Received: November 30, 2016. Accepted: May 9, 2017 Published by Oxford University Press and JSCR Publishing Ltd. All rights reserved. © The Author 2017. This is an Open Access article distributed under the terms of the Creative Commons Attribution Non-Commercial License ( licenses/by-nc/4.0/), which permits non-commercial re-use, distribution, and reproduction in any medium, provided the original work is properly cited. For commercial re-use, please contact [email protected]



| A. Amirjamshidi et al.

Table 1 Showing the reported similar cases in the literature Sex, age




F, 47 y M, 48 y n.s. n.s. F, 82 y F, 47 y

Inactive intra- extrasellar Cushing’s disease intrasellar Inactive Intrasellar Prolactinoma Inactive-intrasellar

Meningothelial suprasellar Meningothelial suprasellar Fibroblastic Parasellar Suprasellar Parasellar

Not stated TSS for adenoma and craniotomy for meningioma Not stated

Hainer et al. 1978 Bunick et al. 19785 Zentner 1989 Laun A et al. 1993 Jaskolski DJ 1990 Görge HH 1993 Prevedello 2007

M, 72 y F, 57 y M, 46 y F, 61 y M, 81 y M, 53 y F, 52 y

Eosinophilic Eosinophilic Prolactinoma GH producing Inactive-intrasellar Prolactinoma Inactive-macroadenoma

Suprasellar Planum sphenoid Planum sphenoid Tuberculum sellae Suprasellar meningioma Para- and suprasellar Tuberculum sellae

Yu-Jen Lu et al. 2008

F, 52 y


Tuberculum sellae

I. Poeata 2010 Mahvash M, et al., 2014 Our cases

F, 56 y F, 36 y

Inactive-intrasellar Inactive-intrasellar

Parasellar Suprasellar

F, 37 y M, 42 y

Prolactinoma Nonfunctional

Suprasellar Suprasellar

O’Connell 1956 Probst 1971 Wild and RIP 1974 Abs et al. 19931

Subfrontal resection for meningioma, 3 months later resection tumor via TSS because decreased vision TSS approach for resection of the tumor. Partial resection had been achieved Not stated Both tumors was removed via a right subfrontal approach Both tumors was removed via a right sided pterional approach Both tumors was removed via a left-sided pterional approach Both tumors was removed via a right subfrontal approach Both tumors was removed via a left-sided frontolateral approach Endoscopic transnasal resection of the pituitary tumor, then the planum sphenoidale was drilled and the suprasellar tumor was completely resected Endoscopic endonasal trans-sphenoidal intrasellar tumor resection performed then Left frontotemporal craniotomy was performed for resection of meningioma An extended right temporo-pterional approach was used to reach access to both tumors Endoscopic endonasal approach Craniotomy for meningioma + medication for prolactinoma Craniotomy + TSS approach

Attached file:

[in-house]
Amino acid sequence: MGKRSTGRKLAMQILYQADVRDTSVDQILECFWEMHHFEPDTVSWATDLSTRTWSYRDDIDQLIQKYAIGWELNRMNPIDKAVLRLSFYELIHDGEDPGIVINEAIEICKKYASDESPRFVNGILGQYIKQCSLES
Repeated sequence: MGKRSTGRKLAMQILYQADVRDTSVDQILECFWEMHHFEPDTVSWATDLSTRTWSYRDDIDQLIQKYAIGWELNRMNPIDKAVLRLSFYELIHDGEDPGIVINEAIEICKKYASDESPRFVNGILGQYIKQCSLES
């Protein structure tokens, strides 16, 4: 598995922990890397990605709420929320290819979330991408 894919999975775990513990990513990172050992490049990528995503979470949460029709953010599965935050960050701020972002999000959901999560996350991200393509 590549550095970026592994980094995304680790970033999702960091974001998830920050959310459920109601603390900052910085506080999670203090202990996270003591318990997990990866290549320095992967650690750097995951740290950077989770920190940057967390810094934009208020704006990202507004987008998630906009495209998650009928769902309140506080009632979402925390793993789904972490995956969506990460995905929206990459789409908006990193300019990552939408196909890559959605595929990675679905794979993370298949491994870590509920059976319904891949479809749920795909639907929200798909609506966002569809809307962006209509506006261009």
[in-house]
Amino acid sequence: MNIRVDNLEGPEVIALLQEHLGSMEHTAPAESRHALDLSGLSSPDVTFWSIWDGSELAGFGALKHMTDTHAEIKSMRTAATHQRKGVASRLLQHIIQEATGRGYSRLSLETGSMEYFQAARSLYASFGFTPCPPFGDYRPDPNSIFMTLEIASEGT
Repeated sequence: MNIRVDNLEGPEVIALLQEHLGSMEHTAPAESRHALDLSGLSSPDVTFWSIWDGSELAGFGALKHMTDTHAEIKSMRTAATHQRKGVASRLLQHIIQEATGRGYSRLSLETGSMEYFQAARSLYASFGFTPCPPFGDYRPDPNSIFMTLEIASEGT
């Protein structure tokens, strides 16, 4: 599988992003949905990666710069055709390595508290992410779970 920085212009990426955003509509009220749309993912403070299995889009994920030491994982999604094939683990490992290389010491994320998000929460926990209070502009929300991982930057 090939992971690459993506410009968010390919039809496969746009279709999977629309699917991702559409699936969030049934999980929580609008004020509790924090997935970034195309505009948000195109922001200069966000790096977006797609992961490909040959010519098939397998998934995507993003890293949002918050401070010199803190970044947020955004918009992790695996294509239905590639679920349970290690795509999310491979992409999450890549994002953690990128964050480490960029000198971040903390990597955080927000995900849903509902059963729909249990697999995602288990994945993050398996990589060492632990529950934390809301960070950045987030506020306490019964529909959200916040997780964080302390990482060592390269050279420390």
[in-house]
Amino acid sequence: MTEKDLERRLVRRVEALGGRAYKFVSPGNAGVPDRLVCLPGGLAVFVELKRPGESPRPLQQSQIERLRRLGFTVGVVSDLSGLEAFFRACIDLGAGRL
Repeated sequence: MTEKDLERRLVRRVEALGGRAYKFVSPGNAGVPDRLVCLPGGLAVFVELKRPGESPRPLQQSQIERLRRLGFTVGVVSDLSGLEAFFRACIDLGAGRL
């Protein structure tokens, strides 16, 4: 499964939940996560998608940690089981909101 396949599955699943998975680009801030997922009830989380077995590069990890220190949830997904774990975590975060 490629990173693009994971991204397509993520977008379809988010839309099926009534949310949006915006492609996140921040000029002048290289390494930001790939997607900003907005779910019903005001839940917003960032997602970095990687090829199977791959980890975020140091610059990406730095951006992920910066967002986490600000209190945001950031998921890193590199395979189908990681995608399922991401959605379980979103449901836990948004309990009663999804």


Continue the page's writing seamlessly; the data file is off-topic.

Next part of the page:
Coexisting PA and suprasellar meningioma



Figure 1: (a, b) MRI revealing a well-delineated round tumor 30 × 25 × 20 mm in diameter, T1W isointense and T2W hyperintense lesion located within the sella turcica and another dural-based lesion lying over the diaphragm sella extending to the planum sphenoidale. The intrasellar lesion showing a faint enhancement after contrast material injection but the suprasellar lesion has a bright enhancement.

gross totally. The diaphragm sella and jugum sphenoidale were the areas coagulated and curetted to achieve Simpson I tumor excision followed by remarkable improvement of vision. There has been no recurrence of any of the tumors after 9 y.